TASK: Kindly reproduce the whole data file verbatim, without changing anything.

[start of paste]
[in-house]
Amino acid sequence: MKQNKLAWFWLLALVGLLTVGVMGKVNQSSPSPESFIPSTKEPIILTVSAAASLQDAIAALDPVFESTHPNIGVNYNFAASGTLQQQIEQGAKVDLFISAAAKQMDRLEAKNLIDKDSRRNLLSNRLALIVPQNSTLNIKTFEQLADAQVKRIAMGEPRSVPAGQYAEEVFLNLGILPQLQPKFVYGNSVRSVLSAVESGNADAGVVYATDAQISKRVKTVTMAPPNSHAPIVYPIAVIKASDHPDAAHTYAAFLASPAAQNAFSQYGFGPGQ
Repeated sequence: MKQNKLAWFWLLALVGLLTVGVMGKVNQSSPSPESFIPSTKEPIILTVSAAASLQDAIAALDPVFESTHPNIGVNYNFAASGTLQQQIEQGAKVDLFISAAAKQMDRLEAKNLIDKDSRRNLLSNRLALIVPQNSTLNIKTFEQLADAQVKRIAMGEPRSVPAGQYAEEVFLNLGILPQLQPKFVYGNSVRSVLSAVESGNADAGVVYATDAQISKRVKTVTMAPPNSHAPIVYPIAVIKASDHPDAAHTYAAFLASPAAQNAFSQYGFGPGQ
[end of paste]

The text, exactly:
[in-house]
Amino acid sequence: MKQNKLAWFWLLALVGLLTVGVMGKVNQSSPSPESFIPSTKEPIILTVSAAASLQDAIAALDPVFESTHPNIGVNYNFAASGTLQQQIEQGAKVDLFISAAAKQMDRLEAKNLIDKDSRRNLLSNRLALIVPQNSTLNIKTFEQLADAQVKRIAMGEPRSVPAGQYAEEVFLNLGILPQLQPKFVYGNSVRSVLSAVESGNADAGVVYATDAQISKRVKTVTMAPPNSHAPIVYPIAVIKASDHPDAAHTYAAFLASPAAQNAFSQYGFGPGQ
Repeated sequence: MKQNKLAWFWLLALVGLLTVGVMGKVNQSSPSPESFIPSTKEPIILTVSAAASLQDAIAALDPVFESTHPNIGVNYNFAASGTLQQQIEQGAKVDLFISAAAKQMDRLEAKNLIDKDSRRNLLSNRLALIVPQNSTLNIKTFEQLADAQVKRIAMGEPRSVPAGQYAEEVFLNLGILPQLQPKFVYGNSVRSVLSAVESGNADAGVVYATDAQISKRVKTVTMAPPNSHAPIVYPIAVIKASDHPDAAHTYAAFLASPAAQNAFSQYGFGPGQ